Stephanie Reyes-Echevarria

European Devised Performance Practice (MFA) '21

What would you say has been the most surprising thing you learned at Columbia? 

Creativity and collaboration. When creativity is allowed and the professors and the institution agree that is the best way for the students to grow, it is when you fully feel that you are in the right place. Giving space to creativity is an important part of our education and our artistic growth and I found this at Columbia. When there is no right or wrong you, as a human, understand that the student process is important but having fun and collaborating with other students without competing is extraordinary.  
In a world where we need to compete for almost everything, I found out that the competition here was myself and collaborating with other artists gave me the opportunity to believe in my work. Having fun and trusting my work has been one of the most surprising things for me, also going to the studio and continuing to learn from others nourished my creative process; a process that is not just constituted by the collaboration in the studio but outside the studio too. I learned from other people, other cultures, different cities (Berlin and the visit to London with some of my classmates and professor) I have been on a constant journey of collaboration in a fun and satisfactory way.  
What experiences or courses at Columbia do you feel have been most beneficial? 

The program in general works with each one of us individually and I found all of the courses beneficial for the work that I want to continue doing after graduation. To be more specific I would say that the most beneficial courses were the ones that gave me tools to get out of my comfort zone: Acrobatics, Mark Making, one on ones with the faculty, and Devising Time. This course gave me the space to grow as a person and as an artist. A space where you could learn, propose, and create. What a spectacular space, right? Learning from each other (faculty and classmates) makes it beneficial for everyone in the room, and I’m grateful for that.  
What are your plans for after graduation?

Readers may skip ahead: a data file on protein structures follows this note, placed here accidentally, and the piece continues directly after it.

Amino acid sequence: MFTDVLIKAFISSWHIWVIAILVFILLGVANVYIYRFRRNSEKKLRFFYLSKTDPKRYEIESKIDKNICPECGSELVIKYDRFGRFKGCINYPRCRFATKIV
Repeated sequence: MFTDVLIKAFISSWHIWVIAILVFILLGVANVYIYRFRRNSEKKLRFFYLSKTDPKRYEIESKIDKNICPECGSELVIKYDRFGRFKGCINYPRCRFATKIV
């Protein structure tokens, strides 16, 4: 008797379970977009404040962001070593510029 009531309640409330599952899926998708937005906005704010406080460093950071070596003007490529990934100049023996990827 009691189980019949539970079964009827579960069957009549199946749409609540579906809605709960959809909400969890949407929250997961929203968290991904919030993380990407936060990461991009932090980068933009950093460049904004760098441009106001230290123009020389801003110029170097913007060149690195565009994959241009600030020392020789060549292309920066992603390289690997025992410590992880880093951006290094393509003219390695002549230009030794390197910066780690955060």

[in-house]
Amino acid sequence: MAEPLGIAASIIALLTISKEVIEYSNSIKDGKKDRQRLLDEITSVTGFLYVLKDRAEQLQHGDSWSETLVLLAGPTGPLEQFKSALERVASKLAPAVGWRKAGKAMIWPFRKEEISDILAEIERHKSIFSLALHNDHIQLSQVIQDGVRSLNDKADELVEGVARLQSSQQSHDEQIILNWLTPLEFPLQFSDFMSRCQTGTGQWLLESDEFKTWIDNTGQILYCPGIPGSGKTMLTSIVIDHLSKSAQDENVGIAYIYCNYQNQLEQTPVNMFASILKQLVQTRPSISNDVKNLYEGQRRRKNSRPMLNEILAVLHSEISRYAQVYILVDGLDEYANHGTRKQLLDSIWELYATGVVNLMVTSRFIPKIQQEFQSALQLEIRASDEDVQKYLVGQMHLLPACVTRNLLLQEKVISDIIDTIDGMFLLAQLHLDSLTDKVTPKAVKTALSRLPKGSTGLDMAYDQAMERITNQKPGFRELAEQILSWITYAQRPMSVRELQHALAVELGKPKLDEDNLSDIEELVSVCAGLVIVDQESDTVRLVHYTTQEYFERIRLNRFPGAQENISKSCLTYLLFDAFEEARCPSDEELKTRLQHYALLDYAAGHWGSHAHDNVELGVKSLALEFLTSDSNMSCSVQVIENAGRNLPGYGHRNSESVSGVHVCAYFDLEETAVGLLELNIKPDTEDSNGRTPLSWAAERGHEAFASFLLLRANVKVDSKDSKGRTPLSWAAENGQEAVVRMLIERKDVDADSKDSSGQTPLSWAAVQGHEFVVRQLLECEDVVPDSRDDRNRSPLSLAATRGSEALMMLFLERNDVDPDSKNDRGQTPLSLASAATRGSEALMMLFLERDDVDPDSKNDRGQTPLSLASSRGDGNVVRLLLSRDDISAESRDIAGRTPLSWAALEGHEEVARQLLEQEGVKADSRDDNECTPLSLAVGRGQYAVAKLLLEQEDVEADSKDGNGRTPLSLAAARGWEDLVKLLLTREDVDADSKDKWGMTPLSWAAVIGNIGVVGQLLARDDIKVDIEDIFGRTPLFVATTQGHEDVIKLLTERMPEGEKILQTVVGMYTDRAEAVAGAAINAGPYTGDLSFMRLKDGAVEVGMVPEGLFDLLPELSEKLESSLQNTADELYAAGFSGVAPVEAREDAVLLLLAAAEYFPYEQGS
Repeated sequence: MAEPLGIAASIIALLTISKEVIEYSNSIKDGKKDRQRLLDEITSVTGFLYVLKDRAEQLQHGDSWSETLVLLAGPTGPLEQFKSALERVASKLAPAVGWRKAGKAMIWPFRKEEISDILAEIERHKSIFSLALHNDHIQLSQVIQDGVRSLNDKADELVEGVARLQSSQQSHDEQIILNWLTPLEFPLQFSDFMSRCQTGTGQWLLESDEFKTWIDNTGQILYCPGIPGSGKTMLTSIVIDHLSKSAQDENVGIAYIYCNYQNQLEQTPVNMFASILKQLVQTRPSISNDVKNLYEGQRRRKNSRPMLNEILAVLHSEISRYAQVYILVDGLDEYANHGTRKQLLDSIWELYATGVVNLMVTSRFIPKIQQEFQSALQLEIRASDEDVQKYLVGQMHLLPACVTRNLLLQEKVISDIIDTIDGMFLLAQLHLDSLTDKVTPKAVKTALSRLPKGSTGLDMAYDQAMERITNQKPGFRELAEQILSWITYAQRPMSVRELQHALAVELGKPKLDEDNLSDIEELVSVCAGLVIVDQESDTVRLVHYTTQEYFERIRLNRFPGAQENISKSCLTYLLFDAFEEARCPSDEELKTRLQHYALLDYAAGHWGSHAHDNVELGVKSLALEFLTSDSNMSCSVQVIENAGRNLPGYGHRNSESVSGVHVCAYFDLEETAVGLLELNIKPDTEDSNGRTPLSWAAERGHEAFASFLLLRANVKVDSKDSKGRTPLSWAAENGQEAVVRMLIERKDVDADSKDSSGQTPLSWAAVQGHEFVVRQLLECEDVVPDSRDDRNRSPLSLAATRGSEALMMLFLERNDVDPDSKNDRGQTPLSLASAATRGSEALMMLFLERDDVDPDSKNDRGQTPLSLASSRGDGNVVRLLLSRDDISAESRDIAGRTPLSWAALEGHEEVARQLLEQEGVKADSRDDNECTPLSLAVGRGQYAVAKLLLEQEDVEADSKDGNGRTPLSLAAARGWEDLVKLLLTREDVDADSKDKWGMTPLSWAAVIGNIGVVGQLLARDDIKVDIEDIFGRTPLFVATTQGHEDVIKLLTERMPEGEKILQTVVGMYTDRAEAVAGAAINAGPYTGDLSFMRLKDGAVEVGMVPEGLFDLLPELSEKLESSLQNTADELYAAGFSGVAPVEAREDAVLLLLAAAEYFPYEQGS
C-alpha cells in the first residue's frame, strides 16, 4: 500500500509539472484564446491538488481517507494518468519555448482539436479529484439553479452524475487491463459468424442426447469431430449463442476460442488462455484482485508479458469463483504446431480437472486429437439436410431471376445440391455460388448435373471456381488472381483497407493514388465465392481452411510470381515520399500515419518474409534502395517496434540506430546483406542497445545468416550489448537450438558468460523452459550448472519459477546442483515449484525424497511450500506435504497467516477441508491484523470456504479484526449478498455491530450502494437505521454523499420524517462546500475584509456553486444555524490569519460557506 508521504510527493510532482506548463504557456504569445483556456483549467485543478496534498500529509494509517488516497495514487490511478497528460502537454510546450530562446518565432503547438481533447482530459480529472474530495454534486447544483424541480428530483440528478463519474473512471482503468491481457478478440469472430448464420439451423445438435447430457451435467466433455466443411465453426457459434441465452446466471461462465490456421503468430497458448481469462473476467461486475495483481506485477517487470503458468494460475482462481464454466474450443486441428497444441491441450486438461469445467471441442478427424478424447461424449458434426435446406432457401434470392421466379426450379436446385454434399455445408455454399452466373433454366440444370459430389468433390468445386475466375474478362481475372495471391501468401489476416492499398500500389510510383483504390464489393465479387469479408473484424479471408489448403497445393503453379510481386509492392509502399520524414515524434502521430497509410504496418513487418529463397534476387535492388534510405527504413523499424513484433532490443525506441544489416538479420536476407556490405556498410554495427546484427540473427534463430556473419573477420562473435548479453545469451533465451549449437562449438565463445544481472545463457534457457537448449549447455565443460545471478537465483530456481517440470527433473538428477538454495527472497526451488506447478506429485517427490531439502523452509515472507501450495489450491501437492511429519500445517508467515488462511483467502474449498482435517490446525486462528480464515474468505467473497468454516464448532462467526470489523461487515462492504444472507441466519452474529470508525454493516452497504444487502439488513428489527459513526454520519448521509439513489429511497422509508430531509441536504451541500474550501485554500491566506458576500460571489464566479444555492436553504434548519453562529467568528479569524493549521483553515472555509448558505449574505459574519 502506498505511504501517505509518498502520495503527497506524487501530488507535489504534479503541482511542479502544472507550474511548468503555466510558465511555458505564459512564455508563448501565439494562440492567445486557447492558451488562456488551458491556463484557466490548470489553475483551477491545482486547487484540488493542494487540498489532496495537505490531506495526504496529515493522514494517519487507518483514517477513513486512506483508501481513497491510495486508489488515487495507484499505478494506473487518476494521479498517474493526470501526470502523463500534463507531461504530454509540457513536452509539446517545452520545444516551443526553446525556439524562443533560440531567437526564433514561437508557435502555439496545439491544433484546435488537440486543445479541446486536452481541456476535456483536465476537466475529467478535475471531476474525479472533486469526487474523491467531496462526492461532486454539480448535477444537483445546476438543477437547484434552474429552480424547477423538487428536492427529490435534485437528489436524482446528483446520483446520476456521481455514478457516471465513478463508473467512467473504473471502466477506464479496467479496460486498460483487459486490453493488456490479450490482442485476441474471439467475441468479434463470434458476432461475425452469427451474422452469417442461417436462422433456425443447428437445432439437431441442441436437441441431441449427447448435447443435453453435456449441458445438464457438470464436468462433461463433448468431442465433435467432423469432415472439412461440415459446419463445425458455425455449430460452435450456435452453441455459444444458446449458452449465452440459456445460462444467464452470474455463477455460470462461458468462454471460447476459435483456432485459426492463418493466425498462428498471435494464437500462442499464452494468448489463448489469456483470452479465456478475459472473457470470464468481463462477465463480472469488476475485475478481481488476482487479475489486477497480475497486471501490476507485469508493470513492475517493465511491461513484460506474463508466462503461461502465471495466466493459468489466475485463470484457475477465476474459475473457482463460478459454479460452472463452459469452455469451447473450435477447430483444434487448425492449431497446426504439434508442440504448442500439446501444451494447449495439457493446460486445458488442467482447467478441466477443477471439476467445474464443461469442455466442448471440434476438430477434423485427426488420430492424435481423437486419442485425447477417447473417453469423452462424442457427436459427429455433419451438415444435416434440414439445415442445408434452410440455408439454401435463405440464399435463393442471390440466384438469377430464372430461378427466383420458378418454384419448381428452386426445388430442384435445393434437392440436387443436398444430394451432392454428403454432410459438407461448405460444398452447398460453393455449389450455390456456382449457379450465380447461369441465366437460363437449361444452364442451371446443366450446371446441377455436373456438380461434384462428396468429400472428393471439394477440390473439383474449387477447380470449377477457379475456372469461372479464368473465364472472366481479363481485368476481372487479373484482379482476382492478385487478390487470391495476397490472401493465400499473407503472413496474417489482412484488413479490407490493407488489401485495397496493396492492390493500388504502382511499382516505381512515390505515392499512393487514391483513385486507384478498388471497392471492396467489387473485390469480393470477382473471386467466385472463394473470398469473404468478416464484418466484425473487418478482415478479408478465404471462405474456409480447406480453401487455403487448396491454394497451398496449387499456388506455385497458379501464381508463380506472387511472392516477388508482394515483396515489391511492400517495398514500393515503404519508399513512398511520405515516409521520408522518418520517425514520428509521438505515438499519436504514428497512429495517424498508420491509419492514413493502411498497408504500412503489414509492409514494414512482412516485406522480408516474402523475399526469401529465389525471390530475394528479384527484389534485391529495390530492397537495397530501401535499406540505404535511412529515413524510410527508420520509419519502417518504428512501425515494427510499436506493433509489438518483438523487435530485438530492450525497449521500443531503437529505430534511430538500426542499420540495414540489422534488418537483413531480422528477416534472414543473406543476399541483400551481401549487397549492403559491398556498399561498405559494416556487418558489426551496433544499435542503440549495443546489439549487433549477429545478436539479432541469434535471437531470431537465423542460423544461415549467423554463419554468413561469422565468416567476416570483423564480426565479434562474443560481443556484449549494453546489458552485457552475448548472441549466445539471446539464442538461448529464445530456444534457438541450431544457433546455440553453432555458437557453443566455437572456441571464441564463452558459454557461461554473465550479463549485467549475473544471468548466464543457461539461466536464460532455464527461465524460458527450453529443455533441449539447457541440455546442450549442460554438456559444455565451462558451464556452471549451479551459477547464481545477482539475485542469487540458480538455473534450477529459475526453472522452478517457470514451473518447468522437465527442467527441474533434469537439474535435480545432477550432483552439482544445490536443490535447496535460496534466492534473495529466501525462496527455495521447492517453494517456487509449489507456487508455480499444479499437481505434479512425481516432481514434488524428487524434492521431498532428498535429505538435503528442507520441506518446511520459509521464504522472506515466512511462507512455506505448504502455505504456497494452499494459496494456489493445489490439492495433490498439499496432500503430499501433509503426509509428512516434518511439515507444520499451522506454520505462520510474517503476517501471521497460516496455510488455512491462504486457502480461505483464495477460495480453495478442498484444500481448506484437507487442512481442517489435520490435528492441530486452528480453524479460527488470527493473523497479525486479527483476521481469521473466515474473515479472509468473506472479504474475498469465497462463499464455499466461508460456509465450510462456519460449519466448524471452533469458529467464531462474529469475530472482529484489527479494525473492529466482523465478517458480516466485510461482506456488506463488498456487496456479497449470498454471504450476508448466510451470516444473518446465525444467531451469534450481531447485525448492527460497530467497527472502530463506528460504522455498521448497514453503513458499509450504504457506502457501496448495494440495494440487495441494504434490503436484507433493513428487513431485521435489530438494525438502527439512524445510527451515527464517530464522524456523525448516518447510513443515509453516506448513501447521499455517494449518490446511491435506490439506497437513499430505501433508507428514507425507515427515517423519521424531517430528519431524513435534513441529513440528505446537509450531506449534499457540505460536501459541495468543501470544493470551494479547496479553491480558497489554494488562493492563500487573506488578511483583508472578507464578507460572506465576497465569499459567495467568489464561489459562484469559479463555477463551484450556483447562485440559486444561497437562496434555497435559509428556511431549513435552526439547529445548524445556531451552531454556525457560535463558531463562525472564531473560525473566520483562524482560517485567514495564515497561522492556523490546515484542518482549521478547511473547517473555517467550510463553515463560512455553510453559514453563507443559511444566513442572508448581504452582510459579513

After graduation I will be moving to Massachusetts because I will be starting a new job position as the Conservatory Program Manager for The Drama Studio. The Drama Studio is a non-profit conservatory that creates original and devised work, provides theatre classes to students of all ages and impacts different communities around the Springfield area. I plan to continue devising my own work and at the same time impact communities with the conservatory. It is my goal to keep opening spaces and safe places for all humans, doing it through the power of the arts. 
I also plan to continue my education and learn more about diversity in the arts and the importance of diversifying the stories that we tell. As a Latinx I know that it’s time to give opportunity to the Latinx, Black, LGBTQ+, and more minority communities that have been oppressed. It is time to tell their/our stories and for us to listen and make a change.  
Do you have any advice for current students? 

Yes, this might sound repetitive but be yourself and trust in your work. You will learn so many things and I am one hundred percent sure that your work and your process will be where it needs to be.  
Ask for help and create that communication with your professors and classmates. If you get stuck with your creative process don’t stay by yourself, communicate openly with your professors and classmates, you can be surprised by how many things you could accomplish if you just talk things out with someone else.  
Have fun and enjoy the multi-cultural adventure of living in Berlin and Chicago. It’s an unforgettable experience.  
If you were going to sum up your experience at Columbia in one sentence, what would you say? 

A place where you can explore your creativity and that creativity will be heard.